Back on Hoxton St, things were much more interesting, and very much a reminder of my own youth in the 1950s. I enjoyed a very nice cup of tea served in 1948 style china by a “nippy”, and in the street were tea parties (with free cakes) and displays of boxing, jitterbugging and various objects from the 1940s kitchen (almost all of which we still use at home, including a pastry blender – and no, it isn’t used to make bread.) Pearlies came in force and had a sing-song round the joanna.

And then there was the ‘Free Hackney Movement’ (aka Space Hijackers) who brought some serious politics to the event along with a ‘tank’. Here’s what I wrote about them in 2008:

The Free Hackney protest sees London 2012 as a great opportunity for property developers to rip us off and make obscene profits building luxury flats in the area, while at the same time restricting public access, closing down the existing free facilities and demolishing social housing and local businesses. So far its hard to argue against their case given the closure of local sports facilities including the closure of the Temple Mills cycle circuit and the removal of the Manor Gardens allotments and the wholesale clearance of small local firms which were based on Stratford Marsh

In 2008 I commented “The Olympic development has so far been something of a catastrophe for the area, and a lot has to be done to recover from this, let alone produce a positive outcome for the area.” Unfortunately most of what has been done since has borne out the fears and predictions that were made by the Free Hackney Movement and others back in 2008. London 2012 was a bonanza for the few but disrupted the lives of many in the three boroughs.

More at:
Hoxton Handover – 1948 Street party
Free Hackney Movement
Hackney Council Hoxton Handover


All photographs on this and my other sites, unless otherwise stated, are taken by and copyright of Peter Marshall, and are available for reproduction or can be bought as prints.


Notting Hill in colour – 1997 Part 3

Wednesday, November 4th, 2020

Another set of pictures from the 1997 Notting Hill Carnival.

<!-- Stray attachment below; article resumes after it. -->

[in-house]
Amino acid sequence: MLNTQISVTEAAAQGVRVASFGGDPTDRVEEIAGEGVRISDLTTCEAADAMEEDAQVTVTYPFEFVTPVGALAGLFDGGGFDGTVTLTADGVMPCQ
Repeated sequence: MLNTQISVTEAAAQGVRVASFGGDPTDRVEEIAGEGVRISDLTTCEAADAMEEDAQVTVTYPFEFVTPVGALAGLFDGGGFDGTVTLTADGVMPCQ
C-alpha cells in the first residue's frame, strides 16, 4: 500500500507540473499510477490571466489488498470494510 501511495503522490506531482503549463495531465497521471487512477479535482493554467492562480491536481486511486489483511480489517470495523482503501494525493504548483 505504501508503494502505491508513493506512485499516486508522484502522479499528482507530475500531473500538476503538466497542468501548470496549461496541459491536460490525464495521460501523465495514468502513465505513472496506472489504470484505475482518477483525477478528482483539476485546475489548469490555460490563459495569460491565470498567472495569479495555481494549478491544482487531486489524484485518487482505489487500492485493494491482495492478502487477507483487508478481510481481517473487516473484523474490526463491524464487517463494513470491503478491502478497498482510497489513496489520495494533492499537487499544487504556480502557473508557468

Notting Hill Carnival, 1997 97c8-nh-075_2400

Various organisations take part in carnival, including religious groups, notably The Nation of Islam,

Notting Hill Carnival, 1997 97c8-nh-091_2400

and some trade unions who show a little more of the carnival spirit.

Notting Hill Carnival, 1997 97c8-nh-099_2400

It’s a time for dancing on the streets, and at times its difficult to hold the camera steady, with music you don’t just hear but which sets your internal organs vibrating and even the tarmac under your feet.

Notting Hill Carnival, 1997 97c8-nh-101_2400
Notting Hill Carnival, 1997 97c8-nh-109_2400

It’s hard to capture the intensity of the event, and a kind of glorious disorder on the streets.

Notting Hill Carnival, 1997 97c8-nh-113_2400
Notting Hill Carnival, 1997 97c8-nh-126_2400

Some people are insistent that I take their picture – and of course I oblige.

Notting Hill Carnival, 1997 97c8-nh-131_2400

But it all gets a bit too much for some. And after some hours I get to feel rather like this and decide to go home and rest. Because after the Children’s Day on the Sunday comes the main day on Monday when the streets are more crowded and the dancing more frenetic.

More carnival pictures:

Notting Hill Carnival – the 1990s
Notting Hill Panoramas – 1992


All photographs on this and my other sites, unless otherwise stated, are taken by and copyright of Peter Marshall, and are available for reproduction or can be bought as prints.


Notting Hill in colour – 1997 Part 2

Monday, November 2nd, 2020

Here are a few more from Ladbroke Grove in 1997, I think all from the first day of the event, the Children’s Day on the Sunday.

Notting Hill Carnival, 1997 97c8-nh-040_2400

I think all of these pictures were taken with a 28mm or 35mm lens, probably on a Minolta CLE (the improved successor to the Leica CL) using Fuji Super G 400 colour negative film.

Notting Hill Carnival, 1997 97c8-nh-047_2400
Notting Hill Carnival, 1997 97c8-nh-056_2400